- You have to fill the jug every time it empties, rather than getting filtered water on tap.
⚗️ What Are Reverse Osmosis Systems?
Reverse osmosis systems are comprehensive water treatment systems that purify water using a series of water filters and membranes.
A typical reverse osmosis system uses the following filters, in this order:
- A sediment filter
- A carbon block filter
- A semipermeable membrane
- A carbon post-filter
Some RO systems also use a remineralization filter, which introduces healthy alkaline minerals back into the purified water supply.
Most reverse osmosis water filters are designed for point-of-use installation. You can find under-sink RO systems that hook up to your cold water line and deliver purified water on tap, and countertop RO units that use electricity to send water through the filters before dispensing it from a dedicated spout.
There are also whole-home reverse osmosis systems, but these are less common due to their expensive cost and the additional expense of water waste in such a large system.
Pros of Reverse Osmosis Systems
- A reverse osmosis system offers the most comprehensive water treatment, eliminating virtually all total dissolved solids with its semi-permeable membrane.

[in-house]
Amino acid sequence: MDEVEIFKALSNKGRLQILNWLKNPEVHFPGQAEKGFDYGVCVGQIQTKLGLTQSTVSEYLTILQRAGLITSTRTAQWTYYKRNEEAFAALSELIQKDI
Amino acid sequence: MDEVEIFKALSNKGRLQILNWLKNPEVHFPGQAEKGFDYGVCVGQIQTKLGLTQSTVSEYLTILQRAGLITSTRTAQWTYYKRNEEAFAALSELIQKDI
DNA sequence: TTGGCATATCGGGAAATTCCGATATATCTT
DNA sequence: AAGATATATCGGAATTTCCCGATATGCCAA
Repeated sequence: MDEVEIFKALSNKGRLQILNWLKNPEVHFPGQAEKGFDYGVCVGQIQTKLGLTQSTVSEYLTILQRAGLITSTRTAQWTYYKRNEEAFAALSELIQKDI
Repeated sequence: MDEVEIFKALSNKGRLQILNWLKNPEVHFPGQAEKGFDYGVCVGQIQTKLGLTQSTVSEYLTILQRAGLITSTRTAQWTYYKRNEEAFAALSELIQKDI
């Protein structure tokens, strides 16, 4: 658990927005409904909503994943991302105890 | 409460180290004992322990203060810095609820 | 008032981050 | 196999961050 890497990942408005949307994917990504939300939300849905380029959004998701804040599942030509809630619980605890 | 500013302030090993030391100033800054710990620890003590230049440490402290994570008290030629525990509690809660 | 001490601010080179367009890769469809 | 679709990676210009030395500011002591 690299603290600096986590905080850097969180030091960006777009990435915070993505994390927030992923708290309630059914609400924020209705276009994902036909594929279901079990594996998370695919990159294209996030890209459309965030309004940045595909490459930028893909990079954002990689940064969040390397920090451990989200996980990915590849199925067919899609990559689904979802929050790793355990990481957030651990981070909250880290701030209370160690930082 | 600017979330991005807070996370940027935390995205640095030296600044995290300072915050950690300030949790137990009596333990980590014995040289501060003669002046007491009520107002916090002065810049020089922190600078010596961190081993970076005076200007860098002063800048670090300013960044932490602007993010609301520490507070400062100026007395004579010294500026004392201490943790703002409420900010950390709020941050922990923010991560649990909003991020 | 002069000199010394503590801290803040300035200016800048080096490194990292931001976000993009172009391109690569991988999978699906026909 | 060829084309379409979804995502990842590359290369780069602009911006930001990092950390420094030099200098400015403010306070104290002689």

- You can choose an RO unit for your preferred install location, whether you’d rather save countertop space and install an under-sink system, or avoid an invasive installation and opt for a countertop unit.
- Purified water from a reverse osmosis filter is suitable for cooking, cleaning, drinking, using in fish tanks, feeding to your pets, making baby formula, and much more.
- Reverse osmosis filters are cost-effective and easy enough to maintain in the long run. Once you’ve installed the system, it should last for years.
Cons of Reverse Osmosis Systems
- Reverse osmosis systems are expensive. The average under-sink system costs $175-$300, and the high-tech systems with all the best features cost up to $600 or more.
- The RO process wastes water. While modern systems are more efficient than traditional RO units, they still waste anything from 1 to 3 gallons of water per 1 gallon of purified water produced.
- RO maintenance is more of a hassle and costs more than water filter pitcher maintenance. There are multiple filters to change at various points throughout the year.
- RO systems remove everything from water, including healthy minerals.
🆚 Water Filter Pitchers Vs Reverse Osmosis Systems: Main Differences
Let’s take a look at the main differences between water filter pitchers and reverse osmosis systems.
A water filter pitcher is more affordable than a reverse osmosis system, both upfront and in the long run.
The average upfront cost of a water filter pitcher is $60-$100, while a reverse osmosis system costs around $300 or more.
If your budget is low, a reverse osmosis system may be too expensive for you.
The best water filter pitchers can remove up to hundreds of contaminants, but they still can’t compare to reverse osmosis systems when it comes to filtered water quality.
RO systems remove up to 99.99% of all total dissolved solids, producing water that’s guaranteed to be clean, pure, and safe for drinking.
If your goal is to achieve the cleanest water, a reverse osmosis system is your best solution.